Base for the statue of a Roman emperor. 1st c. A.D. Athenian Agora Excavations.




You have already learned Greek nouns and pronouns. This lesson introduces a closely-related category of words: the ADJECTIVE.

Adjectives describe or further define nouns (and pronouns). An adjective must agree with its noun in GENDER, NUMBER, and CASE. Like definite articles and pronouns, therefore, adjectives must have forms to represent each possible combination of gender, number and case.

Greek adjectives are formed using the SAME THREE DECLENSIONS – and the SAME PERSISTENT ACCENT RULES – that are used by Greek nouns. Furthermore, just as each noun belongs to a particular declension, each adjective belongs to a specific declension family or grouping. There are four main declension families:

  • Three-Ending 1st and 2nd Declension Adjectives (2-1-2)
  • Two-Ending 2nd Declension Adjectives (2-2)
  • Two-Ending 3rd Declension Adjectives (3-3)
  • Three-Ending 1st and 3rd Declension Adjectives (3-1-3)

In order to make clear the declension family to which a given adjective belongs, each is listed with all of its NOMINATIVE SINGULAR forms in a vocabulary entry or lexicon. For example:

  • Nominative singular forms in –ος, –η (-), –ον
    • Three-Ending 1st and 2nd Declension Adjective (2-1-2)
  • Nominative singular forms in –ος, –ον
    • Two-Ending 2nd Declension Adjective (2-2)
  • Nominative singular forms in –ς,
    • Two-Ending 3rd Declension Adjective (3-3)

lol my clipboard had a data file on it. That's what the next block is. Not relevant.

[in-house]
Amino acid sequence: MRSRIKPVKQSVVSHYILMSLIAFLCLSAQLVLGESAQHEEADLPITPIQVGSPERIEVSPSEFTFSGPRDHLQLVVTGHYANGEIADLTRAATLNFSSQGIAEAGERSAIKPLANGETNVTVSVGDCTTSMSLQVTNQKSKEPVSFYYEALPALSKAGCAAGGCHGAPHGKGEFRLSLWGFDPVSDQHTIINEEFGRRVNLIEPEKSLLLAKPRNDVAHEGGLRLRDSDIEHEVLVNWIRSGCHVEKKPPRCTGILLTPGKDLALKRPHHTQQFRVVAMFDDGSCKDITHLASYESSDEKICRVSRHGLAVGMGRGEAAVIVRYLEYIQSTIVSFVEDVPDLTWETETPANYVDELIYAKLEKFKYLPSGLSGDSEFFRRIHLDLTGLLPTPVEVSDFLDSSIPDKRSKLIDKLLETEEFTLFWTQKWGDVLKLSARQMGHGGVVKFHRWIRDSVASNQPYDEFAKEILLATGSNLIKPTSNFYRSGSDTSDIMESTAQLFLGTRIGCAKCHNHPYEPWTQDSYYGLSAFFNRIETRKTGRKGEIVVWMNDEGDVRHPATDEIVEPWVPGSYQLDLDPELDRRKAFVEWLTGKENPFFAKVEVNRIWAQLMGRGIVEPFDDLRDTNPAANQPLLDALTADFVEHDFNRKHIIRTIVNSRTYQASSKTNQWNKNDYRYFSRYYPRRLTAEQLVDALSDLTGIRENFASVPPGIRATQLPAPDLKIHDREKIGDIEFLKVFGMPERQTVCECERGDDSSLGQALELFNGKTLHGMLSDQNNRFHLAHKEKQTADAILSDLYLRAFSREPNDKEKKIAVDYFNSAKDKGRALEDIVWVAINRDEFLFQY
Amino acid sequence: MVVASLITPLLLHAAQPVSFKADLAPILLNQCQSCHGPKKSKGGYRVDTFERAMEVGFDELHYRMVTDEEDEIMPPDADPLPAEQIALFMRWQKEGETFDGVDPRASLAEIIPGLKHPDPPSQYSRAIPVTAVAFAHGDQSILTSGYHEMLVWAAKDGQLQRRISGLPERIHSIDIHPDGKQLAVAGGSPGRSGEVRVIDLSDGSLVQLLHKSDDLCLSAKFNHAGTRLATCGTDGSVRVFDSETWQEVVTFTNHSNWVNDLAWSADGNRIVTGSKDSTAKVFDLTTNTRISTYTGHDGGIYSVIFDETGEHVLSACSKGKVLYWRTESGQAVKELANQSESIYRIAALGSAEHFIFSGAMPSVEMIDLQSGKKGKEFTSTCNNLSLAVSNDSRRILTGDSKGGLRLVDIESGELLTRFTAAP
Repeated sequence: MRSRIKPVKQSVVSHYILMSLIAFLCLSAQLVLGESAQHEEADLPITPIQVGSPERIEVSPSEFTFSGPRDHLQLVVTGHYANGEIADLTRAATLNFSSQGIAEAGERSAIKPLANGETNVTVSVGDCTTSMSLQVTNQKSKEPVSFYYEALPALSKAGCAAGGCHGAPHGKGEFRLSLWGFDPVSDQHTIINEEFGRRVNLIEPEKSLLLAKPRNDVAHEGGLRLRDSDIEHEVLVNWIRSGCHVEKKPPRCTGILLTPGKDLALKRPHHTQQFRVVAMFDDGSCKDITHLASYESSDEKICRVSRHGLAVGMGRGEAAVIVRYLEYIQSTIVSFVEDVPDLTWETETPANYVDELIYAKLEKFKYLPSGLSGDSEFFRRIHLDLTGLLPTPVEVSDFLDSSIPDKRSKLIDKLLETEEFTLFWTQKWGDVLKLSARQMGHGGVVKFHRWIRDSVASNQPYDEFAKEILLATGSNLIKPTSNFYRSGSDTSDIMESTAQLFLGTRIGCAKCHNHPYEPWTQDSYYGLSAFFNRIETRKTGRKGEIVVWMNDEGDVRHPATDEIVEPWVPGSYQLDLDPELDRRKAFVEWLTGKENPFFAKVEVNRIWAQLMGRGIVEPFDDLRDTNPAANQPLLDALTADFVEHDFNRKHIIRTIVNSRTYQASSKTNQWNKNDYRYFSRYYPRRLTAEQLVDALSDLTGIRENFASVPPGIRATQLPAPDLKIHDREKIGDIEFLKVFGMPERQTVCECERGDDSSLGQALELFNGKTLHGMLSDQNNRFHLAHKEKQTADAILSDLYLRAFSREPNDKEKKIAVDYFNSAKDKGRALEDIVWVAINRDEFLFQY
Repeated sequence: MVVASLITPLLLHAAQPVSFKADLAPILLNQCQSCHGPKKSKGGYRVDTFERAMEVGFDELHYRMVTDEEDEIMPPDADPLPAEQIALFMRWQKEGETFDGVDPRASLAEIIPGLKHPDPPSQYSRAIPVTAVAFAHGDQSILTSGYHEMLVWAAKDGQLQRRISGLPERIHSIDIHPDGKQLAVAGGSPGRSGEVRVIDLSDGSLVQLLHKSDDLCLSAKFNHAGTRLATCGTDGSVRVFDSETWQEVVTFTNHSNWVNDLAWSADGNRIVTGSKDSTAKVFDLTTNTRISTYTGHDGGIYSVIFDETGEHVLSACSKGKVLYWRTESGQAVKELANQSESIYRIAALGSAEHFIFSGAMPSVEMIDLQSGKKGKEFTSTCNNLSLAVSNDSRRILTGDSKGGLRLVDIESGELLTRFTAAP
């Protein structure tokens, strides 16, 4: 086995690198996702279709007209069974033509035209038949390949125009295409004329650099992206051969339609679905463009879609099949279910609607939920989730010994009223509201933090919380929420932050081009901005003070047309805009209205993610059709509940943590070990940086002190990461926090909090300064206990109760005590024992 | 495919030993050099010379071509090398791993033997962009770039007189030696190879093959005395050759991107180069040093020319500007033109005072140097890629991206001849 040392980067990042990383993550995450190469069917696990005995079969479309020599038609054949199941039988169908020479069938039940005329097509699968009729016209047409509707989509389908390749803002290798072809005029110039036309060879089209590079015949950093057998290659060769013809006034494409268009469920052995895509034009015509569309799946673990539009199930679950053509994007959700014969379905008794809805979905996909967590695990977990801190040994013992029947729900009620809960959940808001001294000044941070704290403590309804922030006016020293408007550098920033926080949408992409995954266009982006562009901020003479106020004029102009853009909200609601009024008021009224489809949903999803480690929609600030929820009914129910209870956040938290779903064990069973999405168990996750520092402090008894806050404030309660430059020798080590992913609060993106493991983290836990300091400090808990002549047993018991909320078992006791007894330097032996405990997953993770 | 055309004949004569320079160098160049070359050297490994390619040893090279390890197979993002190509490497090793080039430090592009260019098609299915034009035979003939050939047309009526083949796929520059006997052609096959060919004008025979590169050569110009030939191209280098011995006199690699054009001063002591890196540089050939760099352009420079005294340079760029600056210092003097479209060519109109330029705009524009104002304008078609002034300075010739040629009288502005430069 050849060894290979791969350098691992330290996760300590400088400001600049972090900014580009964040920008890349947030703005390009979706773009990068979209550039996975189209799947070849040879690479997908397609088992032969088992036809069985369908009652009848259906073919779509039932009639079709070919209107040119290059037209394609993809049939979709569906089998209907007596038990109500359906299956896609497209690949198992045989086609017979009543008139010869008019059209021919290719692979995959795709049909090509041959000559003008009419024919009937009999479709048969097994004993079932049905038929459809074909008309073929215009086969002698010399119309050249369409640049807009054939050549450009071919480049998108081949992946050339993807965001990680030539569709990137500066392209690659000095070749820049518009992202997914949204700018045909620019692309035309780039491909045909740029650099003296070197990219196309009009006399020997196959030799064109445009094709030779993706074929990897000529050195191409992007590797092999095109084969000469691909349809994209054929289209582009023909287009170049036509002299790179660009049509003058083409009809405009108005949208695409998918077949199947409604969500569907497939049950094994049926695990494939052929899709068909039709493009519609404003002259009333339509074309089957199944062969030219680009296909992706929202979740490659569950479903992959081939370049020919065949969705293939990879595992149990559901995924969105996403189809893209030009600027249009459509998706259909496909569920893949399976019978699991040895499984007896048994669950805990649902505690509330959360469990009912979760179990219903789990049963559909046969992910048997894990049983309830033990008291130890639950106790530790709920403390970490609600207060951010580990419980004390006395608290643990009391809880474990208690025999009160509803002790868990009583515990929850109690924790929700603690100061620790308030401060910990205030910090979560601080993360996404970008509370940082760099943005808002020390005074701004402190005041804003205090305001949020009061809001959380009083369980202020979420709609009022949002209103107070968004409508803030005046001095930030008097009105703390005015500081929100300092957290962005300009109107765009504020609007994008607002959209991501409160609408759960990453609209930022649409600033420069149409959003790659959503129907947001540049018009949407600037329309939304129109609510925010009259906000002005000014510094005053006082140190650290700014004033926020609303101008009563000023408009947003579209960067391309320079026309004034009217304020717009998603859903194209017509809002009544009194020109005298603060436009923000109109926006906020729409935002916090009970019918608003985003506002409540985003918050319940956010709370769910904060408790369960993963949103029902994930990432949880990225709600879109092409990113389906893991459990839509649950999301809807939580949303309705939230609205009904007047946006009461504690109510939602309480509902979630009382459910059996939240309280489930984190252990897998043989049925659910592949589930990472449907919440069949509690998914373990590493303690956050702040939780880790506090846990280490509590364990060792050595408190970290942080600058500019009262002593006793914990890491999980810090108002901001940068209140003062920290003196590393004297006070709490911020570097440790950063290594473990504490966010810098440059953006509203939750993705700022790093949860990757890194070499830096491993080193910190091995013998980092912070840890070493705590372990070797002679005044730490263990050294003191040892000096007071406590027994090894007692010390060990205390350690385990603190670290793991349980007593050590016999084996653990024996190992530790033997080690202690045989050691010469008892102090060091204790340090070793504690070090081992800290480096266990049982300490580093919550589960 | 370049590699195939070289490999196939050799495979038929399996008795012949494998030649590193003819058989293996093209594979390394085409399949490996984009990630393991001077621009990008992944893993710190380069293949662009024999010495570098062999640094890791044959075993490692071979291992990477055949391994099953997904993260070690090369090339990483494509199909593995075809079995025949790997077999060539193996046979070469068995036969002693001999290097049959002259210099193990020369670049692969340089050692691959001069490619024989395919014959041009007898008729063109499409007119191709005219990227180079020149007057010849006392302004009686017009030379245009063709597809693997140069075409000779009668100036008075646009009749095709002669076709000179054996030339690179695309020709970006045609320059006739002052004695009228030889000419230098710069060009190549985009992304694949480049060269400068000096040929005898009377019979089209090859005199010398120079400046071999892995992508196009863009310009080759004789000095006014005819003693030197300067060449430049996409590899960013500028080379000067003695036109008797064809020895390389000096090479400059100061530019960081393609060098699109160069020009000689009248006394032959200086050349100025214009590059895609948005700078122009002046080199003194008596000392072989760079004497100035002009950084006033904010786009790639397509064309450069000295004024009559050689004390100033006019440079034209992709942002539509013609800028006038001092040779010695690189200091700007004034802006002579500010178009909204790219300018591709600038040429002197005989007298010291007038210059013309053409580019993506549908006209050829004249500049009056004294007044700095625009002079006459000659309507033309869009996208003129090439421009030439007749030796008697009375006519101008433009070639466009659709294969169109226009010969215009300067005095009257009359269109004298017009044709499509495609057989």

• Nominative singular forms in –ς, –α,
    • Three-Ending 1st and 3rd Declension Adjectives (3-1-3)

In this lesson, we review the most common type of adjective: Three-Ending 1st and 2nd Declension (2-1-2)


Three-Ending Adjectives: 1st and 2nd Declension (2-1-2)

The vast majority of adjectives use MASCULINE and NEUTER 2nd DECLENSION endings when modifying nouns of these genders, and 1st DECLENSION endings when modifying FEMININE nouns. This pattern is similar to that used by the pronouns such as αὐτός αὐτή αὐτό and ἐκεῖνος ἐκείνη ἐκεῖνο, though with –ον in the nominative/accusative singular of the neuter.

ἀγαθός, -ή, -όν good, brave, noble (S 287; GPH p. 21)


M  F  N
Nominative ἀγαθός ἀγαθή ἀγαθόν
Genitive ἀγαθοῦ ἀγαθῆς ἀγαθοῦ
Dative ἀγαθῷ ἀγαθῇ ἀγαθῷ
Accusative ἀγαθόν ἀγαθήν ἀγαθόν


M  F  N
Nominative ἀγαθοί ἀγαθαί ἀγαθά
Genitive ἀγαθῶν ἀγαθῶν ἀγαθῶν
Dative ἀγαθοῖς ἀγαθαῖς ἀγαθοῖς
Accusative ἀγαθούς ἀγαθάς ἀγαθά


Stems in –ε, –ι or –ρ

If the stem of the adjective ends in –ε, –ι or –ρ, the singular forms of the 1st DECLENSION change the –η– to –-. Note that this change matches that of 1st DECLENSION NOUNS.

δίκαιος, -α , -ον just (S 287; GPH p. 22)


M  F  N
Nominative δίκαιος δικαία δίκαιον
Genitive δικαίου δικαίας δικαίου
Dative δικαίῳ δικαίᾳ δικαίῳ
Accusative δίκαιον δικαίαν δίκαιον


M  F  N
Nominative δίκαιοι δίκαιαι δίκαια
Genitive δικαίων δικαίων δικαίων
Dative δικαίοις δικαίαις δικαίοις
Accusative δικαίους δικαίας δίκαια